How is GERD treated?
To treat GERD, we recommend the following:
- Raise the head of your bed by 6 inches to allow gravity to help keep the stomach's contents in the stomach. (Do not use piles of pillows because this puts your body into a bent position that actually aggravates the condition by increasing pressure on the abdomen.)
- Eat meals at least 3 to 4 hours before lying down, and avoid bedtime snacks.
- Eat moderate portions of food and smaller meals.
- Maintain a healthy weight to eliminate unnecessary intra-abdominal pressure caused by extra pounds.
- Limit consumption of fatty foods, chocolate, peppermint, coffee, tea, colas, and alcohol - all of which relax the lower esophageal sphincter. Also, avoid tomatoes and citrus fruits or juices, which contribute additional acid that can irritate the esophagus.
- Give up smoking, which also relaxes the lower esophageal sphincter.
- Wear loose belts and clothing.
What if my GERD and heartburn persist?
Many people will get relief from heartburn, and the pressure that goes with esophageal reflux, by following the tips above. Over-the-counter liquid antacids can also help in treating occasional heartburn. If your symptoms persist, do not respond to treatment, or occur often, you need to see a doctor for testing and treatment.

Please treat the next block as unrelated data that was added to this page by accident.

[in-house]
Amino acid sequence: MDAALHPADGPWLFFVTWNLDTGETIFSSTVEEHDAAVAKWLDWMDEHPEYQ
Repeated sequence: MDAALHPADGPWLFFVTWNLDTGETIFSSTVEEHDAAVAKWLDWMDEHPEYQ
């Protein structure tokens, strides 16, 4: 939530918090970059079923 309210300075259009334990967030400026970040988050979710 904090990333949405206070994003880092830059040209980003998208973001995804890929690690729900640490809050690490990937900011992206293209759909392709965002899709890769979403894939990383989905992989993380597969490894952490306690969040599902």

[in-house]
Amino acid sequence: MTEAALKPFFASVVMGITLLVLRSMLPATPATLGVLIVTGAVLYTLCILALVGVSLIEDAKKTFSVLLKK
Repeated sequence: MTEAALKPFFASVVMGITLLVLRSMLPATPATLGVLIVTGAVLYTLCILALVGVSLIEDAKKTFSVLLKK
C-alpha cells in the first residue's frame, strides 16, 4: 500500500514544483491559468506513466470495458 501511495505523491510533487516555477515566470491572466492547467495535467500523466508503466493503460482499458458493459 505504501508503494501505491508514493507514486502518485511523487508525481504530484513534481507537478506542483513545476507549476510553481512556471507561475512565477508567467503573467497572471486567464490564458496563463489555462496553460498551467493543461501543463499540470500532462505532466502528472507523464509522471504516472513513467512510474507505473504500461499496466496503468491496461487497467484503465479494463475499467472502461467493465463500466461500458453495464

A visual examination of the esophagus, known as an endoscopy, might be necessary. Sometimes this test shows that the lining of the esophagus is severely inflamed and irritated by stomach acid. This condition, known as esophagitis, might lead to bleeding and difficulty in swallowing. Medical treatment for this condition might be necessary. This usually involves blocking acid production in the stomach.
Over-the-counter medicines, such as Tums®, Rolaids®, Maalox®, Zantac®, Tagamet®, Prilosec®,Pepcid®, and Axid®, can generally relieve esophageal reflux symptoms. Patients with more severe symptoms or those who have been using antacids for more than 2 weeks should contact their doctors, who can prescribe medicines to control or eliminate acid, such as H2-receptor antagonists and proton pump inhibitors. Only a few people need surgery to correct the disorder.